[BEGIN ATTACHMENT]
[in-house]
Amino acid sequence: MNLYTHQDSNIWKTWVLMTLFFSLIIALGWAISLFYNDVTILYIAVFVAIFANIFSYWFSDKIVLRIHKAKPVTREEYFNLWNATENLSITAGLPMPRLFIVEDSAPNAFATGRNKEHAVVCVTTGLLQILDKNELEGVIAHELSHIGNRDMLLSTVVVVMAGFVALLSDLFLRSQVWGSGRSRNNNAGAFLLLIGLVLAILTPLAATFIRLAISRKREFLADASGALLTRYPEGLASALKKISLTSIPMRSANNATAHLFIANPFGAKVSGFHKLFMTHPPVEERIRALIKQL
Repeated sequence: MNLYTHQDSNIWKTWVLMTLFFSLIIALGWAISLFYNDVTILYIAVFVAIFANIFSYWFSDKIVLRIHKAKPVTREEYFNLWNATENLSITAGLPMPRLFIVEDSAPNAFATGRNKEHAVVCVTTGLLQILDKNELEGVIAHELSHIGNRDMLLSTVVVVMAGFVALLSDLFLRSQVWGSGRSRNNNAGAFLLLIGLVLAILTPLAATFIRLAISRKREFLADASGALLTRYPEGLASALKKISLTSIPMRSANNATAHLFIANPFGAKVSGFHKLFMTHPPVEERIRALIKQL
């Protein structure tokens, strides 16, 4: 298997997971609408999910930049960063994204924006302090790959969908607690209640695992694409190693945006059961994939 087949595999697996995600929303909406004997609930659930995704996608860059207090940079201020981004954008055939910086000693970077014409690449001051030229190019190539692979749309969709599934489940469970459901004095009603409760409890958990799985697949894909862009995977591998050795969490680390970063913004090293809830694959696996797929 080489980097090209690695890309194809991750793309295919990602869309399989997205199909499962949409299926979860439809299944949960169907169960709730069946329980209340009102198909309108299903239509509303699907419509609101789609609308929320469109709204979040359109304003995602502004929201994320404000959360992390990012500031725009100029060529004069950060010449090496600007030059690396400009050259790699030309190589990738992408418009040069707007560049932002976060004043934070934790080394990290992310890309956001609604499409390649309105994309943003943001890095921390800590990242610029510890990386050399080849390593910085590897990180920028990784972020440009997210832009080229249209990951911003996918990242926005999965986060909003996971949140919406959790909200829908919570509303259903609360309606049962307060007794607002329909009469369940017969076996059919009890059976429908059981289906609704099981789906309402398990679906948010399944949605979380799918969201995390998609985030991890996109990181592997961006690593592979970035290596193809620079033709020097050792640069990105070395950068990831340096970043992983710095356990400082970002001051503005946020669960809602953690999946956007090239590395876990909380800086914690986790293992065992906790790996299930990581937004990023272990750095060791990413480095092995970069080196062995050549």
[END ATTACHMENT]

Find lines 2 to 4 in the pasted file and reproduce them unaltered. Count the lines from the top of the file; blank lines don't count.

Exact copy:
Amino acid sequence: MNLYTHQDSNIWKTWVLMTLFFSLIIALGWAISLFYNDVTILYIAVFVAIFANIFSYWFSDKIVLRIHKAKPVTREEYFNLWNATENLSITAGLPMPRLFIVEDSAPNAFATGRNKEHAVVCVTTGLLQILDKNELEGVIAHELSHIGNRDMLLSTVVVVMAGFVALLSDLFLRSQVWGSGRSRNNNAGAFLLLIGLVLAILTPLAATFIRLAISRKREFLADASGALLTRYPEGLASALKKISLTSIPMRSANNATAHLFIANPFGAKVSGFHKLFMTHPPVEERIRALIKQL
Repeated sequence: MNLYTHQDSNIWKTWVLMTLFFSLIIALGWAISLFYNDVTILYIAVFVAIFANIFSYWFSDKIVLRIHKAKPVTREEYFNLWNATENLSITAGLPMPRLFIVEDSAPNAFATGRNKEHAVVCVTTGLLQILDKNELEGVIAHELSHIGNRDMLLSTVVVVMAGFVALLSDLFLRSQVWGSGRSRNNNAGAFLLLIGLVLAILTPLAATFIRLAISRKREFLADASGALLTRYPEGLASALKKISLTSIPMRSANNATAHLFIANPFGAKVSGFHKLFMTHPPVEERIRALIKQL
């Protein structure tokens, strides 16, 4: 298997997971609408999910930049960063994204924006302090790959969908607690209640695992694409190693945006059961994939 087949595999697996995600929303909406004997609930659930995704996608860059207090940079201020981004954008055939910086000693970077014409690449001051030229190019190539692979749309969709599934489940469970459901004095009603409760409890958990799985697949894909862009995977591998050795969490680390970063913004090293809830694959696996797929 080489980097090209690695890309194809991750793309295919990602869309399989997205199909499962949409299926979860439809299944949960169907169960709730069946329980209340009102198909309108299903239509509303699907419509609101789609609308929320469109709204979040359109304003995602502004929201994320404000959360992390990012500031725009100029060529004069950060010449090496600007030059690396400009050259790699030309190589990738992408418009040069707007560049932002976060004043934070934790080394990290992310890309956001609604499409390649309105994309943003943001890095921390800590990242610029510890990386050399080849390593910085590897990180920028990784972020440009997210832009080229249209990951911003996918990242926005999965986060909003996971949140919406959790909200829908919570509303259903609360309606049962307060007794607002329909009469369940017969076996059919009890059976429908059981289906609704099981789906309402398990679906948010399944949605979380799918969201995390998609985030991890996109990181592997961006690593592979970035290596193809620079033709020097050792640069990105070395950068990831340096970043992983710095356990400082970002001051503005946020669960809602953690999946956007090239590395876990909380800086914690986790293992065992906790790996299930990581937004990023272990750095060791990413480095092995970069080196062995050549």